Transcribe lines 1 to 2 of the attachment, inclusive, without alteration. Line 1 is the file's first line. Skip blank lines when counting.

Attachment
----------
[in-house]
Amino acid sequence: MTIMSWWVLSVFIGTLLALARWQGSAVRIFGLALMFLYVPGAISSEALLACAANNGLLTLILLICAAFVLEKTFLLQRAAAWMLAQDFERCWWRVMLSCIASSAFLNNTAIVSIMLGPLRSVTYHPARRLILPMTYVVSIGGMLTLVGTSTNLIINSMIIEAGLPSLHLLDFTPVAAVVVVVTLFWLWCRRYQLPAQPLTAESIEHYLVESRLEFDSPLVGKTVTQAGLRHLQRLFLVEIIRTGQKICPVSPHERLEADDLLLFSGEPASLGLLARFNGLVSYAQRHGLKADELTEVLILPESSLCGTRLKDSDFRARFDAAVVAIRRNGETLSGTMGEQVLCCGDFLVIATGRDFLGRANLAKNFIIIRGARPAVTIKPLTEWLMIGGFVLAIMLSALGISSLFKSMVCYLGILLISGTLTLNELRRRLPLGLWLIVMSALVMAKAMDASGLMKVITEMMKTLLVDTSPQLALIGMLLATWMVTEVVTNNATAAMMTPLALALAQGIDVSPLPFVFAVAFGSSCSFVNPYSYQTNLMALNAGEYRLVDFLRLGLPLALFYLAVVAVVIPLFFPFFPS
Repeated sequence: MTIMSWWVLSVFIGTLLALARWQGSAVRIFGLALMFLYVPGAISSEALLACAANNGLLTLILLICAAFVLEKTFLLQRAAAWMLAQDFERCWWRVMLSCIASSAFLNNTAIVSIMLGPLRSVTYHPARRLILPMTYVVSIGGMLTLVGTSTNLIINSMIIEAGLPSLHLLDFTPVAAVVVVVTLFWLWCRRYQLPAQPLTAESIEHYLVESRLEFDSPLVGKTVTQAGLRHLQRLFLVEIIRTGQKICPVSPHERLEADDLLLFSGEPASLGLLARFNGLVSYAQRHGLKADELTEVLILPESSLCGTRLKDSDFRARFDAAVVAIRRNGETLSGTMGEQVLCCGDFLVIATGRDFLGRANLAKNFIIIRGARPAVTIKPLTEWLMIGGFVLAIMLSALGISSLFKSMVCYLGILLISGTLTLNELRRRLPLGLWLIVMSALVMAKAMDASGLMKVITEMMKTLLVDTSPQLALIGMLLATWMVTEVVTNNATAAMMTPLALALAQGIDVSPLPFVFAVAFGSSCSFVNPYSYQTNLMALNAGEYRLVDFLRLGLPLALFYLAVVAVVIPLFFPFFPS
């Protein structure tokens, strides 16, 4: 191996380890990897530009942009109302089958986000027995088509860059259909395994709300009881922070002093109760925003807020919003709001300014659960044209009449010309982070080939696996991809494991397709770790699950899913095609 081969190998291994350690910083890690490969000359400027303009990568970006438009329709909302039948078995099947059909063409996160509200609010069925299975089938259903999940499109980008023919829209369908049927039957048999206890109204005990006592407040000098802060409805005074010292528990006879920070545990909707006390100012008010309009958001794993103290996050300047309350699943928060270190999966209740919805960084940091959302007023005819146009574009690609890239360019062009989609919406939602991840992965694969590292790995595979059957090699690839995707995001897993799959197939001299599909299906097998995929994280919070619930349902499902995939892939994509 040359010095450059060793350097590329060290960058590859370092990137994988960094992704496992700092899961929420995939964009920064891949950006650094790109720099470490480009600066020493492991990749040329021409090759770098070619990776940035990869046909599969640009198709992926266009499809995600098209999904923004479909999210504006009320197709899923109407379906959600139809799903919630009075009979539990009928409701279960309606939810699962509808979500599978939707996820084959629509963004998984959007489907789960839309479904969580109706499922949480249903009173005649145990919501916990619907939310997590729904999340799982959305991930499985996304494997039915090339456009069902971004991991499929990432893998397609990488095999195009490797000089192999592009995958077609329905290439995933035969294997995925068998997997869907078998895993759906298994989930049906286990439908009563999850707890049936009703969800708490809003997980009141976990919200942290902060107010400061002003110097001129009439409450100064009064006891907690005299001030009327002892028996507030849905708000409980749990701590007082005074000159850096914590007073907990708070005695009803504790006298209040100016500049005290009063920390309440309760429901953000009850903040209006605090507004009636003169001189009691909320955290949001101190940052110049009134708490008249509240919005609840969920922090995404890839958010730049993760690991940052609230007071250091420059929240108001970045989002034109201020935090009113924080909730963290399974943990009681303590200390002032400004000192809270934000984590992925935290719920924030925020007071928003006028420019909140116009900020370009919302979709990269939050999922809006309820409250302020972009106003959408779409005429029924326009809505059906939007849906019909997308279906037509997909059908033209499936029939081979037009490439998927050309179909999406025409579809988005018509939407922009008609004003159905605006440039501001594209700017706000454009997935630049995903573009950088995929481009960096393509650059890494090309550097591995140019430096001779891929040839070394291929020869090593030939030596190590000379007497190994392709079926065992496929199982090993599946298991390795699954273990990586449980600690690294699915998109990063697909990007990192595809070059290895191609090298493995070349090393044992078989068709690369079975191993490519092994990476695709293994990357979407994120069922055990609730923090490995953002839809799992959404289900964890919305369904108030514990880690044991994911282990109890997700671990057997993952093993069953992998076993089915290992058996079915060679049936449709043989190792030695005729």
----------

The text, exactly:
[in-house]
Amino acid sequence: MTIMSWWVLSVFIGTLLALARWQGSAVRIFGLALMFLYVPGAISSEALLACAANNGLLTLILLICAAFVLEKTFLLQRAAAWMLAQDFERCWWRVMLSCIASSAFLNNTAIVSIMLGPLRSVTYHPARRLILPMTYVVSIGGMLTLVGTSTNLIINSMIIEAGLPSLHLLDFTPVAAVVVVVTLFWLWCRRYQLPAQPLTAESIEHYLVESRLEFDSPLVGKTVTQAGLRHLQRLFLVEIIRTGQKICPVSPHERLEADDLLLFSGEPASLGLLARFNGLVSYAQRHGLKADELTEVLILPESSLCGTRLKDSDFRARFDAAVVAIRRNGETLSGTMGEQVLCCGDFLVIATGRDFLGRANLAKNFIIIRGARPAVTIKPLTEWLMIGGFVLAIMLSALGISSLFKSMVCYLGILLISGTLTLNELRRRLPLGLWLIVMSALVMAKAMDASGLMKVITEMMKTLLVDTSPQLALIGMLLATWMVTEVVTNNATAAMMTPLALALAQGIDVSPLPFVFAVAFGSSCSFVNPYSYQTNLMALNAGEYRLVDFLRLGLPLALFYLAVVAVVIPLFFPFFPS